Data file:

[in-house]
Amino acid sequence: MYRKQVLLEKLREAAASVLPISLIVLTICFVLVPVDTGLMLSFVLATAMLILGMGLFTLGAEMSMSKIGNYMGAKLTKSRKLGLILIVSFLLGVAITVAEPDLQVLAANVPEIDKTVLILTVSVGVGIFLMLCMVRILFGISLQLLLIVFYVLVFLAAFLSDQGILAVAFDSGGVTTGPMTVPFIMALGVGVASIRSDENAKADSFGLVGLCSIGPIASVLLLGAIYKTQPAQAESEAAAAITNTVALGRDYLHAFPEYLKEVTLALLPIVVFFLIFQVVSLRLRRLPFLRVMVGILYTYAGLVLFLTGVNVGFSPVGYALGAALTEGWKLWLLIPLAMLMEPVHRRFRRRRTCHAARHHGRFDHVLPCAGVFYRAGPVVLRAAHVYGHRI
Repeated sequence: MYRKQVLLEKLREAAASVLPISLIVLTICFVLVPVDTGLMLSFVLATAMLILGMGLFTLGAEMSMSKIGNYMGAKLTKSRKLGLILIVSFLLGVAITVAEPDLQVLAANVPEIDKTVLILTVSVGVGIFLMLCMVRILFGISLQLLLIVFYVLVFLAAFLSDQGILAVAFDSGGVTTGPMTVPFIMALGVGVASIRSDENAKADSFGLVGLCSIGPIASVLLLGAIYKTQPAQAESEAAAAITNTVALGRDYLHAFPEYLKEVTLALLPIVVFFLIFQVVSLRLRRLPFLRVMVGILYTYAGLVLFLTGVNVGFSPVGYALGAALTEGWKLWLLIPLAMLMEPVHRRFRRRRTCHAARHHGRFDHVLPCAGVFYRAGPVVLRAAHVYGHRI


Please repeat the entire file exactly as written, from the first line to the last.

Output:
[in-house]
Amino acid sequence: MYRKQVLLEKLREAAASVLPISLIVLTICFVLVPVDTGLMLSFVLATAMLILGMGLFTLGAEMSMSKIGNYMGAKLTKSRKLGLILIVSFLLGVAITVAEPDLQVLAANVPEIDKTVLILTVSVGVGIFLMLCMVRILFGISLQLLLIVFYVLVFLAAFLSDQGILAVAFDSGGVTTGPMTVPFIMALGVGVASIRSDENAKADSFGLVGLCSIGPIASVLLLGAIYKTQPAQAESEAAAAITNTVALGRDYLHAFPEYLKEVTLALLPIVVFFLIFQVVSLRLRRLPFLRVMVGILYTYAGLVLFLTGVNVGFSPVGYALGAALTEGWKLWLLIPLAMLMEPVHRRFRRRRTCHAARHHGRFDHVLPCAGVFYRAGPVVLRAAHVYGHRI
Repeated sequence: MYRKQVLLEKLREAAASVLPISLIVLTICFVLVPVDTGLMLSFVLATAMLILGMGLFTLGAEMSMSKIGNYMGAKLTKSRKLGLILIVSFLLGVAITVAEPDLQVLAANVPEIDKTVLILTVSVGVGIFLMLCMVRILFGISLQLLLIVFYVLVFLAAFLSDQGILAVAFDSGGVTTGPMTVPFIMALGVGVASIRSDENAKADSFGLVGLCSIGPIASVLLLGAIYKTQPAQAESEAAAAITNTVALGRDYLHAFPEYLKEVTLALLPIVVFFLIFQVVSLRLRRLPFLRVMVGILYTYAGLVLFLTGVNVGFSPVGYALGAALTEGWKLWLLIPLAMLMEPVHRRFRRRRTCHAARHHGRFDHVLPCAGVFYRAGPVVLRAAHVYGHRI